Most Deer Survived Harsh 2018-19 Winter Conditions

A map showing the winter severity index for whitetail deer across New York State. For most, this past winter didn’t appear overly harsh for whitetail deer. Several mid-winter thaws reduced snow depths, and overall temperatures were slightly more moderate than prior winters. The Winter Severity Index (WSI) map confirms these assertions. WSI is calculated by adding the number of days with a snow depth of at least 15’’ to the number of days when the minimum temperature was 0°F or below. However, there are many other factors that play a part in a whitetail’s ability to withstand winter conditions. Here are some reasons why this past winter may have proven a bit harsher than indicated by the WSI:

  • Limited natural foods in the fall—Portions of NY experienced mild drought which lessened production and nutrition of grasses, forbs, and soft mast (berries, cherries, apples). Then, hard mast (acorns, beechnuts) production was lower than average as well, so many deer went into winter with reduced fat reserve.
  • Early snow— November’s snowfall was double its average. Deep, heavy snow blanketed much of NY, hampering deer movements to late season food sources. Bucks burned more energy searching for does during the rut as well.

Seemingly, most deer pulled through despite some mortality reports. Hopefully this winter serves as a reminder to the importance of managing deer herds and habitats for a sustainable future. Cutting brush, opening the canopy, and removing adult does when necessary facilitates healthy deer populations. Consider ways you can improve habitat quality through forest management and creation of young forest to better equip deer to withstand New York’s dynamic winters.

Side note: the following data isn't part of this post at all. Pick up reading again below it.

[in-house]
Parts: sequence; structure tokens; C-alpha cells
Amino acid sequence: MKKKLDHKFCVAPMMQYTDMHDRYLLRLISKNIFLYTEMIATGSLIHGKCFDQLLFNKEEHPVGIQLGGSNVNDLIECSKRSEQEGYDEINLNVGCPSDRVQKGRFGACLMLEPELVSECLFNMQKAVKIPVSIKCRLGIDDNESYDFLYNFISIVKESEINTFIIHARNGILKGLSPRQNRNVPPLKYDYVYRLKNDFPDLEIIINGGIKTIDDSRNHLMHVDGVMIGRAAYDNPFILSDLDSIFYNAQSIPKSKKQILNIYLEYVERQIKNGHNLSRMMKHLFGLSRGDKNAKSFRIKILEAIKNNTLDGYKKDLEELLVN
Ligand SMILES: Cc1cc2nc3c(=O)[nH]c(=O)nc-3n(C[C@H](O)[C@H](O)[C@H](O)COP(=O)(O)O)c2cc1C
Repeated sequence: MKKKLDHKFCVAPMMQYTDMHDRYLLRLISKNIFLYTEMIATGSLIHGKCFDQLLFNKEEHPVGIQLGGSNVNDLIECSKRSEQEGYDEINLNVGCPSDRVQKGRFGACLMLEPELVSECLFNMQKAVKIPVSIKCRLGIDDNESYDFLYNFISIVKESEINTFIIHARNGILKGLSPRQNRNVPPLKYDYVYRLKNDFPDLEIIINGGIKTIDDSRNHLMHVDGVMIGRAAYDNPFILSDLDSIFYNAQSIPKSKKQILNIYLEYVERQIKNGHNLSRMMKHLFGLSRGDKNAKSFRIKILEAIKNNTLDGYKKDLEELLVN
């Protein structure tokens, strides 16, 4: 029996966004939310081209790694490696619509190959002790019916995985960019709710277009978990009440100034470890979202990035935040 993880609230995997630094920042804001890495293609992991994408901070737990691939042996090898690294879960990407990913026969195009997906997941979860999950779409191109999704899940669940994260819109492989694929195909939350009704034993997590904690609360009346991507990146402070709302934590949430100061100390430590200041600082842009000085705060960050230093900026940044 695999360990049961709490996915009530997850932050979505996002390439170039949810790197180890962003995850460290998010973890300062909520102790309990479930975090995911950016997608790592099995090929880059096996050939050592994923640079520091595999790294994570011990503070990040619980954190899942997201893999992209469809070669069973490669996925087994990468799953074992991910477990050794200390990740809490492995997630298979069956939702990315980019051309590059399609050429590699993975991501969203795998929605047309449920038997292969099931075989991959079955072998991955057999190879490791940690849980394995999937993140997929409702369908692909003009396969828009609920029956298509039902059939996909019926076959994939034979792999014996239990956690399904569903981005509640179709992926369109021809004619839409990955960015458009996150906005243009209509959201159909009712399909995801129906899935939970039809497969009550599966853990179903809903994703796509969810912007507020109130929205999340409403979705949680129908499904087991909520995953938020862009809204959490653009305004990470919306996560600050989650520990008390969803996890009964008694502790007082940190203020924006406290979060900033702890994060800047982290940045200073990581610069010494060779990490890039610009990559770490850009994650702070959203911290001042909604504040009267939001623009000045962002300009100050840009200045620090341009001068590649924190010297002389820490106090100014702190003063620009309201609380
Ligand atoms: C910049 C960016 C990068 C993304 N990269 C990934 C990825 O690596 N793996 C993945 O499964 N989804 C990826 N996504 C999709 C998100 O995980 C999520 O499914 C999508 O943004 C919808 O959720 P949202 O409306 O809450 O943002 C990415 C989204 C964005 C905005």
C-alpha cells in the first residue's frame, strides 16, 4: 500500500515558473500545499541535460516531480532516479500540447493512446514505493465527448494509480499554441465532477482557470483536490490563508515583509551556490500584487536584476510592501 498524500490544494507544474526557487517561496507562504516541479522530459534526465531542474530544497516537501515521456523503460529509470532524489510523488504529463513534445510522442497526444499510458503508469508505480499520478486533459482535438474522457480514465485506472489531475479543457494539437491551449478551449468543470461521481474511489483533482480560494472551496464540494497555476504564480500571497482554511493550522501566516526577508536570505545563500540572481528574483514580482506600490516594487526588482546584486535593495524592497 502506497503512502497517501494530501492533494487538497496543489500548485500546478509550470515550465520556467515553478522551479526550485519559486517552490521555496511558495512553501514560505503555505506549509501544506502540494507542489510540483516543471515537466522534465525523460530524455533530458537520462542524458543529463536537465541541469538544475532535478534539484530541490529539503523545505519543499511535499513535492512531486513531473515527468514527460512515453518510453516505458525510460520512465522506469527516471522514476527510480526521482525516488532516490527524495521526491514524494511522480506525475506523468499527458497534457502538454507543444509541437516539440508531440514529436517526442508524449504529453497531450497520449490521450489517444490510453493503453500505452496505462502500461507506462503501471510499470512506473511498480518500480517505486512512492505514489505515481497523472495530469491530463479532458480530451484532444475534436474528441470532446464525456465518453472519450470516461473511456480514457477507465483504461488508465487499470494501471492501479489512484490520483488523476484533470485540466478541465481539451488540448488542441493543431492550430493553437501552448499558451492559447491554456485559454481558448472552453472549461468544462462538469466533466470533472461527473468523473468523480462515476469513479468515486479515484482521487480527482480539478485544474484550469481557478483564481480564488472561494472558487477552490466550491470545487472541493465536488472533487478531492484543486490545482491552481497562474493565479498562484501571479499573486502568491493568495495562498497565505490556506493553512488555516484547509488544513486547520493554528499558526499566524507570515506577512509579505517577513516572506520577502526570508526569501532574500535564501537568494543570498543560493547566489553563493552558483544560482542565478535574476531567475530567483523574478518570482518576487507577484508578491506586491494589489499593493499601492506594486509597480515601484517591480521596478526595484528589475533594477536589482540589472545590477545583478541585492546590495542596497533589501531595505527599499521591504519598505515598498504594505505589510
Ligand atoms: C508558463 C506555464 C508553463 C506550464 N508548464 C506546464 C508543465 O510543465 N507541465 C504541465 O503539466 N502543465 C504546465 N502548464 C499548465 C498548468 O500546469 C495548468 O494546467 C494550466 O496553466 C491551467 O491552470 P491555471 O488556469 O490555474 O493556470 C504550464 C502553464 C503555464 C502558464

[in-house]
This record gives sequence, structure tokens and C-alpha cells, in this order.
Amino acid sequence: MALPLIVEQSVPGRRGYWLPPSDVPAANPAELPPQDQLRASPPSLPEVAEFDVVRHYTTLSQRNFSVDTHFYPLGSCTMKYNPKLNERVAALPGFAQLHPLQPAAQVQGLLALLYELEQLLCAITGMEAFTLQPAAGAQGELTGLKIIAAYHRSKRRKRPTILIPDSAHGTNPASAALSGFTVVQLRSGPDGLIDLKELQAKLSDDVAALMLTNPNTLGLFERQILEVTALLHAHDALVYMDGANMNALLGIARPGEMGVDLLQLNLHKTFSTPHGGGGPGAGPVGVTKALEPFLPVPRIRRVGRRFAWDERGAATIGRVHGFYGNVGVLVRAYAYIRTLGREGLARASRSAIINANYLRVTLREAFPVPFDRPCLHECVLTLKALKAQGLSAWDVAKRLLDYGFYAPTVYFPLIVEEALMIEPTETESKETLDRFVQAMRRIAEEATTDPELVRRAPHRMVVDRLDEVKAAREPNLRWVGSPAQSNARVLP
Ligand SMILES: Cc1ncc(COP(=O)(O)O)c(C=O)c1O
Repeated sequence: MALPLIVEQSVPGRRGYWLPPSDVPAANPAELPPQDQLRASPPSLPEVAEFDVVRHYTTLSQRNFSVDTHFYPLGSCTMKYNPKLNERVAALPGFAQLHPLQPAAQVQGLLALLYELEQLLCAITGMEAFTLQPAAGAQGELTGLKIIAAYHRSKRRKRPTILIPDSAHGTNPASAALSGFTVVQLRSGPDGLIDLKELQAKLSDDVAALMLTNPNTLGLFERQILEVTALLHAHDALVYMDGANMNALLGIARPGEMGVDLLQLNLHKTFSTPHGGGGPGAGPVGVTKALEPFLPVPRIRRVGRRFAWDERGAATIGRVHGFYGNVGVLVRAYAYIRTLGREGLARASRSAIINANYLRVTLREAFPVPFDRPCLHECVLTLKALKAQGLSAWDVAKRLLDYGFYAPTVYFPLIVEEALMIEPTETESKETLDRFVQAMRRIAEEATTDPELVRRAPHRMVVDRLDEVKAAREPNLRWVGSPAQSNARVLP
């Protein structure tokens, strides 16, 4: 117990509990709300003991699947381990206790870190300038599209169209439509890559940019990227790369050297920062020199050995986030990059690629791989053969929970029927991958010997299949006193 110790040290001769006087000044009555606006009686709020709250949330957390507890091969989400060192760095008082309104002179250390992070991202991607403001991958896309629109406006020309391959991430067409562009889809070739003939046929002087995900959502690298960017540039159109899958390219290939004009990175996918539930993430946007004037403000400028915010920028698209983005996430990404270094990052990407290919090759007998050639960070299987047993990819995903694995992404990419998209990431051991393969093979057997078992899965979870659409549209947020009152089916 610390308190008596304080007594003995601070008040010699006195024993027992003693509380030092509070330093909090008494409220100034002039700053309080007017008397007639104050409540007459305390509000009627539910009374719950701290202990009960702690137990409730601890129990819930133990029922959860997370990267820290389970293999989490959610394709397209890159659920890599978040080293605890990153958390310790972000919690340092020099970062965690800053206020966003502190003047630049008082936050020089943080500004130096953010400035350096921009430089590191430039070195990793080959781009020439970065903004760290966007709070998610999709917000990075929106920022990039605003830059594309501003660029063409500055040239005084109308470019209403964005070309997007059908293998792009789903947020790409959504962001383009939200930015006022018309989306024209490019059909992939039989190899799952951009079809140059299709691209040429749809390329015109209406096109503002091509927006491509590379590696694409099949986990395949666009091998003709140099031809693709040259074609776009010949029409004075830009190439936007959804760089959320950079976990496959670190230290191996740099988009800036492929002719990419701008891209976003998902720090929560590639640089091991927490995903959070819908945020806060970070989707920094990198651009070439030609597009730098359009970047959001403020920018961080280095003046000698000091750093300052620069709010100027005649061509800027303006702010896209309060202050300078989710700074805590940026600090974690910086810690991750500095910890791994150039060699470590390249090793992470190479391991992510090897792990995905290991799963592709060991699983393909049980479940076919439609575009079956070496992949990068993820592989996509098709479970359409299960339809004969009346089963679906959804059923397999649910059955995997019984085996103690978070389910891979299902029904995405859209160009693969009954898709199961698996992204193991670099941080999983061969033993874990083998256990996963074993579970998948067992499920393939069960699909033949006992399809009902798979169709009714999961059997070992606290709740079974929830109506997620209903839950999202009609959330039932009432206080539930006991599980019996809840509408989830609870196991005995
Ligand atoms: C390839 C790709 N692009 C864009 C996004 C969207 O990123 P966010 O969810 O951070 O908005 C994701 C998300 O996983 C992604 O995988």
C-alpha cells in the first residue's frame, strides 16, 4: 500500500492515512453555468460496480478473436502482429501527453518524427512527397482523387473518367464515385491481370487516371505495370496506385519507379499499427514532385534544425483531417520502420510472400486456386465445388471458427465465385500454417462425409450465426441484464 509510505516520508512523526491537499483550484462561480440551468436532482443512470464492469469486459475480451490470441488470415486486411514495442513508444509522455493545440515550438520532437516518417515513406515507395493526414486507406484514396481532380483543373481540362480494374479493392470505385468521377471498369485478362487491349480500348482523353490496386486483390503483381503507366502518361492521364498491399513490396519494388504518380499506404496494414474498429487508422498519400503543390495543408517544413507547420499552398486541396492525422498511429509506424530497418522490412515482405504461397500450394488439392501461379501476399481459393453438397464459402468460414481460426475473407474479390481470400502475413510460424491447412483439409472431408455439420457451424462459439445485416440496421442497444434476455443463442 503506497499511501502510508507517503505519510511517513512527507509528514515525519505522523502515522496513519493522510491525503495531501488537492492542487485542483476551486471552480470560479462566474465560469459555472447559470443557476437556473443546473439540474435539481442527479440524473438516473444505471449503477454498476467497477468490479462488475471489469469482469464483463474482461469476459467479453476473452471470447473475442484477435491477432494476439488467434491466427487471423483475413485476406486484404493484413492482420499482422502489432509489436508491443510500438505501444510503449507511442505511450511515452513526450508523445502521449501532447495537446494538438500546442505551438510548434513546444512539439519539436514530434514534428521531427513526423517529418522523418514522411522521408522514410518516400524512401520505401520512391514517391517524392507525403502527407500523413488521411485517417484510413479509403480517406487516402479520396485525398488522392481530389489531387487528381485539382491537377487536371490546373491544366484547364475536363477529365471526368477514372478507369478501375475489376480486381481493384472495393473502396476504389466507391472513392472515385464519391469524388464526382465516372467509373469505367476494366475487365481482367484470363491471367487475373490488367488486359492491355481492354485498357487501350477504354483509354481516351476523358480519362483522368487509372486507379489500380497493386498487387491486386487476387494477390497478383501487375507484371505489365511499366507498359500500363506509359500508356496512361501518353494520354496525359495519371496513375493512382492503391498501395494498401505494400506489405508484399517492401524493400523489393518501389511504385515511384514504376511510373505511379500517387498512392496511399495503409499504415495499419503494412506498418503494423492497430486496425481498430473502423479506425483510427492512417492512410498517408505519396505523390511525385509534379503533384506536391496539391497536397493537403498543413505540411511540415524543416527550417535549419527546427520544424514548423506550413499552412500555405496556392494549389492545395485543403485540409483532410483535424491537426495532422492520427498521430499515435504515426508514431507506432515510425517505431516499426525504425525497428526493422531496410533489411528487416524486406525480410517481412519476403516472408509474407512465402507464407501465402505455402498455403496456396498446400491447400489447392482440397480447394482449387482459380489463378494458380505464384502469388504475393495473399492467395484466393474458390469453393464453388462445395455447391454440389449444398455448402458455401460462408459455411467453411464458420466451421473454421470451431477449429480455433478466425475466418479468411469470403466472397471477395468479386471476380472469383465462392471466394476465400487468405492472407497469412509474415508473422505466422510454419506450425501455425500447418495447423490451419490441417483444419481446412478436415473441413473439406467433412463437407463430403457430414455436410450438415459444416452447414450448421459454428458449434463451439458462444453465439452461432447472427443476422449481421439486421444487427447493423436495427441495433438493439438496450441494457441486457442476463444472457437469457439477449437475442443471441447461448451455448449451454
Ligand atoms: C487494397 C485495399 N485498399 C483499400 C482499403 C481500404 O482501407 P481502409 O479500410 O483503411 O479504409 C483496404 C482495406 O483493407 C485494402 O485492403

Deer Management in Urban & Suburban New York

The cover of the DEC's report on Urban and Suburban Deer Management in New York.DEC published a comprehensive review of deer overabundance and management in urban and suburban areas. You can download this report as a PDF from DEC's website. 

Because deer in developed areas are occupying and using many small private parcels with different landowners, widespread resident support and participation are usually necessary for effective deer management. In some communities, unfamiliarity with deer biology and discomfort with population reduction methods hinder and delay the development of management programs. Expense can also be a significant obstacle.

Due to the nature of biological systems, reducing deer populations is necessary for long-term, community-wide reduction of deer-related impacts (deer-vehicle collisions, overbrowsing forests, damage to landscape plantings). Successful programs include hunting, culling, or both. Continued research on fertility control methods may produce additional useful options in the future. Actions that are taken to reduce deer populations must be maintained, or the problems will quickly return.

With guidance and assistance from DEC biologists, many communities are finding ways to address their problems with overabundant deer, but it's important to recognize at the outset that urban/suburban deer management is a complicated process requiring a long-term commitment. Communities and individuals interested in developing a deer management program can find DEC’s Community Deer Management Guide and other useful resources and contact information on DEC's website.